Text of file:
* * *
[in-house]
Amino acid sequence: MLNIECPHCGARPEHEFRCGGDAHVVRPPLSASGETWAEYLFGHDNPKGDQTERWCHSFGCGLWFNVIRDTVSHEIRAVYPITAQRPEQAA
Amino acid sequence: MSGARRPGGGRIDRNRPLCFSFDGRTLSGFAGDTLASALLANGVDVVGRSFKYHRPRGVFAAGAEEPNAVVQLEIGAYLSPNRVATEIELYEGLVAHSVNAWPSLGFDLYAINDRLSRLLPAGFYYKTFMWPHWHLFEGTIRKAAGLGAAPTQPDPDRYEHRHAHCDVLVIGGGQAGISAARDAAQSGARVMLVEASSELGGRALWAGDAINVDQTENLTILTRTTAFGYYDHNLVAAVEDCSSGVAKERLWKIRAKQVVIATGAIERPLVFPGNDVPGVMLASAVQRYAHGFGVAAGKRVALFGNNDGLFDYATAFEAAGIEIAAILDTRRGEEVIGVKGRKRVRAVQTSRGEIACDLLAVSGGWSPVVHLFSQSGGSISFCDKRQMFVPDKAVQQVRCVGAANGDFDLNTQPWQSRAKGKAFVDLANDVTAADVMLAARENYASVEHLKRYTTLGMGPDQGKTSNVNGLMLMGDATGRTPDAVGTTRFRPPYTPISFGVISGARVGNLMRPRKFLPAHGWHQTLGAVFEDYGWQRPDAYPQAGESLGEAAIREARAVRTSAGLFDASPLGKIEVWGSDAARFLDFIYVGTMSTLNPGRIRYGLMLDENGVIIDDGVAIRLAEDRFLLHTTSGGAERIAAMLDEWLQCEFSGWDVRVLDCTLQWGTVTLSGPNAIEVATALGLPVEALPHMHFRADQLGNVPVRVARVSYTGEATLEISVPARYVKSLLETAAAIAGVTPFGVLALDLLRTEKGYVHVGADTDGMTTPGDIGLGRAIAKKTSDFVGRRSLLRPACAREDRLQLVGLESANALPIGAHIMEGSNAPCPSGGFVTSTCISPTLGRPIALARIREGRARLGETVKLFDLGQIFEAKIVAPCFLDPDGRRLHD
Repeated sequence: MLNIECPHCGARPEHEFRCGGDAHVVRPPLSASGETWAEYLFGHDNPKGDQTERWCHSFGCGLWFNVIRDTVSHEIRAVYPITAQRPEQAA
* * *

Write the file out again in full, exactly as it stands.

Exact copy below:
[in-house]
Amino acid sequence: MLNIECPHCGARPEHEFRCGGDAHVVRPPLSASGETWAEYLFGHDNPKGDQTERWCHSFGCGLWFNVIRDTVSHEIRAVYPITAQRPEQAA
Amino acid sequence: MSGARRPGGGRIDRNRPLCFSFDGRTLSGFAGDTLASALLANGVDVVGRSFKYHRPRGVFAAGAEEPNAVVQLEIGAYLSPNRVATEIELYEGLVAHSVNAWPSLGFDLYAINDRLSRLLPAGFYYKTFMWPHWHLFEGTIRKAAGLGAAPTQPDPDRYEHRHAHCDVLVIGGGQAGISAARDAAQSGARVMLVEASSELGGRALWAGDAINVDQTENLTILTRTTAFGYYDHNLVAAVEDCSSGVAKERLWKIRAKQVVIATGAIERPLVFPGNDVPGVMLASAVQRYAHGFGVAAGKRVALFGNNDGLFDYATAFEAAGIEIAAILDTRRGEEVIGVKGRKRVRAVQTSRGEIACDLLAVSGGWSPVVHLFSQSGGSISFCDKRQMFVPDKAVQQVRCVGAANGDFDLNTQPWQSRAKGKAFVDLANDVTAADVMLAARENYASVEHLKRYTTLGMGPDQGKTSNVNGLMLMGDATGRTPDAVGTTRFRPPYTPISFGVISGARVGNLMRPRKFLPAHGWHQTLGAVFEDYGWQRPDAYPQAGESLGEAAIREARAVRTSAGLFDASPLGKIEVWGSDAARFLDFIYVGTMSTLNPGRIRYGLMLDENGVIIDDGVAIRLAEDRFLLHTTSGGAERIAAMLDEWLQCEFSGWDVRVLDCTLQWGTVTLSGPNAIEVATALGLPVEALPHMHFRADQLGNVPVRVARVSYTGEATLEISVPARYVKSLLETAAAIAGVTPFGVLALDLLRTEKGYVHVGADTDGMTTPGDIGLGRAIAKKTSDFVGRRSLLRPACAREDRLQLVGLESANALPIGAHIMEGSNAPCPSGGFVTSTCISPTLGRPIALARIREGRARLGETVKLFDLGQIFEAKIVAPCFLDPDGRRLHD
Repeated sequence: MLNIECPHCGARPEHEFRCGGDAHVVRPPLSASGETWAEYLFGHDNPKGDQTERWCHSFGCGLWFNVIRDTVSHEIRAVYPITAQRPEQAA